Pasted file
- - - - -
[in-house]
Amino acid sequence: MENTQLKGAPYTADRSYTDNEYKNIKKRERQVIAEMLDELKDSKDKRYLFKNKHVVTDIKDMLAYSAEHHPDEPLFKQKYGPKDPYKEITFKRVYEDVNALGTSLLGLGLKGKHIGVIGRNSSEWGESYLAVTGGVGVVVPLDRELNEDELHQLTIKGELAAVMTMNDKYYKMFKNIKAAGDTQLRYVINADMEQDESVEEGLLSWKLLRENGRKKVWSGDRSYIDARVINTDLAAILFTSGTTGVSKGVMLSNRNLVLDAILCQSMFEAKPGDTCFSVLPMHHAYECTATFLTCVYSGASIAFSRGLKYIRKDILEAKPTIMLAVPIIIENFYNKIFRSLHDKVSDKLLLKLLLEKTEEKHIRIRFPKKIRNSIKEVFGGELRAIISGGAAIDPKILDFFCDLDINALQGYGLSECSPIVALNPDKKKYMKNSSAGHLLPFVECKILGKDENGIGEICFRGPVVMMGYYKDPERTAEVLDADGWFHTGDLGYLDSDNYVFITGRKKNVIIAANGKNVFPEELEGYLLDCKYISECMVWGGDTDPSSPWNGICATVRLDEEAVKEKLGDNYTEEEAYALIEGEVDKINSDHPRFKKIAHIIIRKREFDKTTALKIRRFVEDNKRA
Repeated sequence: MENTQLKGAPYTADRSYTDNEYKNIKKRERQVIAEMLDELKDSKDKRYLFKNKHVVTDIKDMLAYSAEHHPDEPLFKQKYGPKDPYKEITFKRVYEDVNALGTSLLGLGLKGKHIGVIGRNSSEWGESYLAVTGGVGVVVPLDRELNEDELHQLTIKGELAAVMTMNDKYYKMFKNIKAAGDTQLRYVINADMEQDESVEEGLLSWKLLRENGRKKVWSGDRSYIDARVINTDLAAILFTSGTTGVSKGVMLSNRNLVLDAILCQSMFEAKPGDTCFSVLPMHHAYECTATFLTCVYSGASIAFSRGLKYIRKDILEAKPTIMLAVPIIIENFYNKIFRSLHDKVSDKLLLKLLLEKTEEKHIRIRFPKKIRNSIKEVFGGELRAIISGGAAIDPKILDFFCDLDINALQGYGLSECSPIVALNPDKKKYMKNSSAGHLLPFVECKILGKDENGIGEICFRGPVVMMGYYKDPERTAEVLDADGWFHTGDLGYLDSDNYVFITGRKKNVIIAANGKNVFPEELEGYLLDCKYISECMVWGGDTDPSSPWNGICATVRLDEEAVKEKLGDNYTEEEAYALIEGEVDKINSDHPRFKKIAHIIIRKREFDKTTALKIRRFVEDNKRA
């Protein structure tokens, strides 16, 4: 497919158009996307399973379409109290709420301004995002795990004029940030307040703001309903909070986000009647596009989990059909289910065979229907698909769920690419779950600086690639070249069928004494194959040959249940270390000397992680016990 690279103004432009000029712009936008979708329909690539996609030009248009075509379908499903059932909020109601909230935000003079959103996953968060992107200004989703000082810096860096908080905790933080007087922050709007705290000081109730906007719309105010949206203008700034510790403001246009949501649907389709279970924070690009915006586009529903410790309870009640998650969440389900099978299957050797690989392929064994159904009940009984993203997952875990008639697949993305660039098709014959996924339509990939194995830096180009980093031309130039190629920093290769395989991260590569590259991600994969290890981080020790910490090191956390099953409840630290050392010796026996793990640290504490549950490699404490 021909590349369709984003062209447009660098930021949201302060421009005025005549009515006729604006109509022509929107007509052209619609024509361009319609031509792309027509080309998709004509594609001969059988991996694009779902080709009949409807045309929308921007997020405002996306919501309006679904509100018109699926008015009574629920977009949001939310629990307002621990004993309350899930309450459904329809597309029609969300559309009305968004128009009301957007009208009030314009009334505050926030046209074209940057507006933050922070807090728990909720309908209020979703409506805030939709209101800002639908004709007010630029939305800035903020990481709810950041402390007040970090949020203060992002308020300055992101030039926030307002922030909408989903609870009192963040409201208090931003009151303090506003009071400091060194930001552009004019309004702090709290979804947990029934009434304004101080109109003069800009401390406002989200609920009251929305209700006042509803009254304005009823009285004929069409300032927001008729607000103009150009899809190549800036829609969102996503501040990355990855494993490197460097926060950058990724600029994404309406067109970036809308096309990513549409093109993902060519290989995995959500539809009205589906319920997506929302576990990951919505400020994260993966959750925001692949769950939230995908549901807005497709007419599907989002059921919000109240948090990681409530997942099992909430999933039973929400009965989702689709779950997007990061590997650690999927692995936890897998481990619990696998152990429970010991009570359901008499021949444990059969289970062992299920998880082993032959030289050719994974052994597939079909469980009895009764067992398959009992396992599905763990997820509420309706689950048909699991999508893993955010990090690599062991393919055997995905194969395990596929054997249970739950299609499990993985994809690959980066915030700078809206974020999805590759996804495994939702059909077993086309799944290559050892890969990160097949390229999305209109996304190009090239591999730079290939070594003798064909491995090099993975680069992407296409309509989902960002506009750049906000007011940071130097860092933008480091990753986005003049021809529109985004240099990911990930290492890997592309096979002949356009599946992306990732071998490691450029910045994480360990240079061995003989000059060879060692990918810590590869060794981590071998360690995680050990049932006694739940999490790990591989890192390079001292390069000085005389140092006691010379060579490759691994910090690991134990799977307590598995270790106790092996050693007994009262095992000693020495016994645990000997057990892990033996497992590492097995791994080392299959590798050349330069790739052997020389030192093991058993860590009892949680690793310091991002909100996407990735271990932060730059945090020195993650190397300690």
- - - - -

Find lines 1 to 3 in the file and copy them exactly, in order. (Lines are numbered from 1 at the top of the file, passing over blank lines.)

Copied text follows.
[in-house]
Amino acid sequence: MENTQLKGAPYTADRSYTDNEYKNIKKRERQVIAEMLDELKDSKDKRYLFKNKHVVTDIKDMLAYSAEHHPDEPLFKQKYGPKDPYKEITFKRVYEDVNALGTSLLGLGLKGKHIGVIGRNSSEWGESYLAVTGGVGVVVPLDRELNEDELHQLTIKGELAAVMTMNDKYYKMFKNIKAAGDTQLRYVINADMEQDESVEEGLLSWKLLRENGRKKVWSGDRSYIDARVINTDLAAILFTSGTTGVSKGVMLSNRNLVLDAILCQSMFEAKPGDTCFSVLPMHHAYECTATFLTCVYSGASIAFSRGLKYIRKDILEAKPTIMLAVPIIIENFYNKIFRSLHDKVSDKLLLKLLLEKTEEKHIRIRFPKKIRNSIKEVFGGELRAIISGGAAIDPKILDFFCDLDINALQGYGLSECSPIVALNPDKKKYMKNSSAGHLLPFVECKILGKDENGIGEICFRGPVVMMGYYKDPERTAEVLDADGWFHTGDLGYLDSDNYVFITGRKKNVIIAANGKNVFPEELEGYLLDCKYISECMVWGGDTDPSSPWNGICATVRLDEEAVKEKLGDNYTEEEAYALIEGEVDKINSDHPRFKKIAHIIIRKREFDKTTALKIRRFVEDNKRA
Repeated sequence: MENTQLKGAPYTADRSYTDNEYKNIKKRERQVIAEMLDELKDSKDKRYLFKNKHVVTDIKDMLAYSAEHHPDEPLFKQKYGPKDPYKEITFKRVYEDVNALGTSLLGLGLKGKHIGVIGRNSSEWGESYLAVTGGVGVVVPLDRELNEDELHQLTIKGELAAVMTMNDKYYKMFKNIKAAGDTQLRYVINADMEQDESVEEGLLSWKLLRENGRKKVWSGDRSYIDARVINTDLAAILFTSGTTGVSKGVMLSNRNLVLDAILCQSMFEAKPGDTCFSVLPMHHAYECTATFLTCVYSGASIAFSRGLKYIRKDILEAKPTIMLAVPIIIENFYNKIFRSLHDKVSDKLLLKLLLEKTEEKHIRIRFPKKIRNSIKEVFGGELRAIISGGAAIDPKILDFFCDLDINALQGYGLSECSPIVALNPDKKKYMKNSSAGHLLPFVECKILGKDENGIGEICFRGPVVMMGYYKDPERTAEVLDADGWFHTGDLGYLDSDNYVFITGRKKNVIIAANGKNVFPEELEGYLLDCKYISECMVWGGDTDPSSPWNGICATVRLDEEAVKEKLGDNYTEEEAYALIEGEVDKINSDHPRFKKIAHIIIRKREFDKTTALKIRRFVEDNKRA